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Exam success factors
Before the exam on exam Day
Taking the exam - overview
Answering exam questions
Exam Success Factors - Behaviors that Lead to Passing the Exam?
- Set a goal to pass the exam. This is for you and your career. Preparing and taking the exam is a short term intensive effort. Delegate or postpone other activities to free time for study. Put in the time necessary. Get family support.
- Use the APICS Exam Content Manual (ECM) as a study guide. Obtain study resources that supplement gaps in your understanding of the material.
- Repetitive review of study material will provide better recall at exam time than reading the material once. Develop a reading and study routine over several weeks. If you are taking a course, this pace is set for you.
- Read using the successive pass technique. Pass 1 and 2 plus completion of the OPS-MATH exercises are the minimum required preparation before attending class.
- Pass 1. A 10-15 minute perusal of the entire reading assignment. Focus on the main headings, subheadings, charts, graphs. Read only small parts of the text to bring context to the headings and subheadings. Complete in one sitting.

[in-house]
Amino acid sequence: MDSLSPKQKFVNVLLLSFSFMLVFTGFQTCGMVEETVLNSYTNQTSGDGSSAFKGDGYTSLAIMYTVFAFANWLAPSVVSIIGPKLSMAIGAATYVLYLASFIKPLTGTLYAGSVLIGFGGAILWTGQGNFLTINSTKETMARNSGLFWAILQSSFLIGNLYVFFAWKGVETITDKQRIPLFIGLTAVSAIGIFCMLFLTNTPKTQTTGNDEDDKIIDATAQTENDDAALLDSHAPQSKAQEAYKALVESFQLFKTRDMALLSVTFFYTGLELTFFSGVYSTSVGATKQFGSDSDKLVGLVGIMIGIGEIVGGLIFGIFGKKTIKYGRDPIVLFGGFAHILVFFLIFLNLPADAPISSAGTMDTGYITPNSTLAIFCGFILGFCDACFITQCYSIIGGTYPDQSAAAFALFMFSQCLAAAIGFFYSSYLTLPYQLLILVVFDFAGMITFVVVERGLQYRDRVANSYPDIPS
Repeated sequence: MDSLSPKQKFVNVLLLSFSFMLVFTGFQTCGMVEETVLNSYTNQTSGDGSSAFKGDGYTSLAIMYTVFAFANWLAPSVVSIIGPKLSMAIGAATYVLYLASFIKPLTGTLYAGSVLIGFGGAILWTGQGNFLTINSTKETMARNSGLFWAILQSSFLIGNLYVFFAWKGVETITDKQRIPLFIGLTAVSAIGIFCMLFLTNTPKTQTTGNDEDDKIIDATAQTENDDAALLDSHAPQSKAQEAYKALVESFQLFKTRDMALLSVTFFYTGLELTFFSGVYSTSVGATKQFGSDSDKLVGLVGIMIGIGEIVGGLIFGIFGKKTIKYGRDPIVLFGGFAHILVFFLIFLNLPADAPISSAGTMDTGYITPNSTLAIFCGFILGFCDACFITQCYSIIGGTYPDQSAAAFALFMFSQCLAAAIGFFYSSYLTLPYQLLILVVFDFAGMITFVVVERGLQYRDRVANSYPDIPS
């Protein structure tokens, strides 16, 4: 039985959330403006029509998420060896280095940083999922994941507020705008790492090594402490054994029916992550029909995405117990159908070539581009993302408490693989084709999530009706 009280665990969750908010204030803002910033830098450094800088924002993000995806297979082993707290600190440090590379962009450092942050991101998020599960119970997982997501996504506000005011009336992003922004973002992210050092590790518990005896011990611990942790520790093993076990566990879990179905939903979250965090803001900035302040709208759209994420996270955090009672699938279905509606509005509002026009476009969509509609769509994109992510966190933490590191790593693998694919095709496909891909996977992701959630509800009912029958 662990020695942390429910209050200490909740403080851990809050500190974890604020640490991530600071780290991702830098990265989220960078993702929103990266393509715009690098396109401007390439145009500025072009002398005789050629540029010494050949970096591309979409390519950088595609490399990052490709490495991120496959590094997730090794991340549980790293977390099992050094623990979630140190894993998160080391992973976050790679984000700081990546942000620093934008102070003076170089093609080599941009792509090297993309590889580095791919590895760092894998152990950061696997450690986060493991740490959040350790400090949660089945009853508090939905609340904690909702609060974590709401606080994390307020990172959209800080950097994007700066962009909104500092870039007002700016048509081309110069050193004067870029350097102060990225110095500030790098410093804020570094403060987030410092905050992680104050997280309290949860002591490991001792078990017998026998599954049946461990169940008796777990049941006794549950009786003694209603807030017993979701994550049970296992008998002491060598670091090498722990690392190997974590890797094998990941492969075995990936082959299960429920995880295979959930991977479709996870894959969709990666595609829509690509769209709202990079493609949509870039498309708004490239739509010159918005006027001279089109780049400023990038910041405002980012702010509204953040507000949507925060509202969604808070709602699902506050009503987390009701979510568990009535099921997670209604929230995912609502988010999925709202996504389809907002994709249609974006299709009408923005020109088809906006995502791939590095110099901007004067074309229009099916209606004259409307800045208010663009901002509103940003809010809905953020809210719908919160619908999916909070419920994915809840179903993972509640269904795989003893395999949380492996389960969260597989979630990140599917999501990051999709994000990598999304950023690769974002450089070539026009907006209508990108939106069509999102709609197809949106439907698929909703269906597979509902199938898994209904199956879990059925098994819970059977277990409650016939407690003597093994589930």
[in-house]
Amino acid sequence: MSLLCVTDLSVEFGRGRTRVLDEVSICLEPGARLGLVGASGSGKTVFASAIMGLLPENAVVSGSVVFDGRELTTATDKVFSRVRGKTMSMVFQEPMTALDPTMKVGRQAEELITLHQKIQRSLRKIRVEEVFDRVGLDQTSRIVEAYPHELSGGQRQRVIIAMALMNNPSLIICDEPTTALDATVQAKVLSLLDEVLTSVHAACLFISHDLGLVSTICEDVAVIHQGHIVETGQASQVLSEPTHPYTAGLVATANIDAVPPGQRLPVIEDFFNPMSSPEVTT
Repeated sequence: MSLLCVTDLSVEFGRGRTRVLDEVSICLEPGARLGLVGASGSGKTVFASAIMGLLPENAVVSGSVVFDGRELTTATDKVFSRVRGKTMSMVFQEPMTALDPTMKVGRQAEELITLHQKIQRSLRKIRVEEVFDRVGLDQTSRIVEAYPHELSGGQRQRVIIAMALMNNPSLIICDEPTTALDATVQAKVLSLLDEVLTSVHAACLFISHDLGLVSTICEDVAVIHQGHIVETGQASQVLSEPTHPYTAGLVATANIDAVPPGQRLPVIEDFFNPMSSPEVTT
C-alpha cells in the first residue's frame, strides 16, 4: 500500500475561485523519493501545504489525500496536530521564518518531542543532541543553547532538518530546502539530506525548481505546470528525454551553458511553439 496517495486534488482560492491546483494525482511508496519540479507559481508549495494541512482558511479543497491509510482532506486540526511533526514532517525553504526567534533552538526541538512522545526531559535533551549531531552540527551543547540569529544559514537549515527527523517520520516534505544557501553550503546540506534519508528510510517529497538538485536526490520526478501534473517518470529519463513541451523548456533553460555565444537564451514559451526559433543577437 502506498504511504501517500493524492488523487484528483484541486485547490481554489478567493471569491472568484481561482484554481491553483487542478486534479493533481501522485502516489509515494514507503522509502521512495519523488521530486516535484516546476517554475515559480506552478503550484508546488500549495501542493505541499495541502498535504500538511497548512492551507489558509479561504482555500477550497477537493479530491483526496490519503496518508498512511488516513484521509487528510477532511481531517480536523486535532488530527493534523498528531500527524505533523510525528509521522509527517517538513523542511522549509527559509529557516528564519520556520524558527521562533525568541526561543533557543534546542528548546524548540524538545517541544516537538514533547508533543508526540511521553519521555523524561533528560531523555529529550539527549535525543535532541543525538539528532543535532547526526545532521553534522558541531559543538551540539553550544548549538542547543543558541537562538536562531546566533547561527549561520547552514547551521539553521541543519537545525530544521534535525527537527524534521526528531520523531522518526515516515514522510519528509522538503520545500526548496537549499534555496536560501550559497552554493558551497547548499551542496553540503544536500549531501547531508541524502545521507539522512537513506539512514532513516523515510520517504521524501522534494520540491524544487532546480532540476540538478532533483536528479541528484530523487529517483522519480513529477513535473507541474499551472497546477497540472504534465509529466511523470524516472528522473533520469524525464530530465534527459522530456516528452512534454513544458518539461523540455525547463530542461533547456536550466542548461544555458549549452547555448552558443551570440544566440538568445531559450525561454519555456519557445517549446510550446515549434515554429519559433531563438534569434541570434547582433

- Pass 2. A time-limit fast read. Multiply the number of pages you need to read by 1.5 minutes. This is the time you need to put aside for this pass. Read the entire assignment in this amount of time. Some pages will take more time, some less. Complete within the time allotted and in one sitting.
- Pass 3. Read every word and study charts and graphs in detail. This pass may take more than one sitting and can be completed on different days.
- If you are behind on reading.
- Don’t read a past assignment at the expense of the current assignment. It is more important to come to the next class prepared.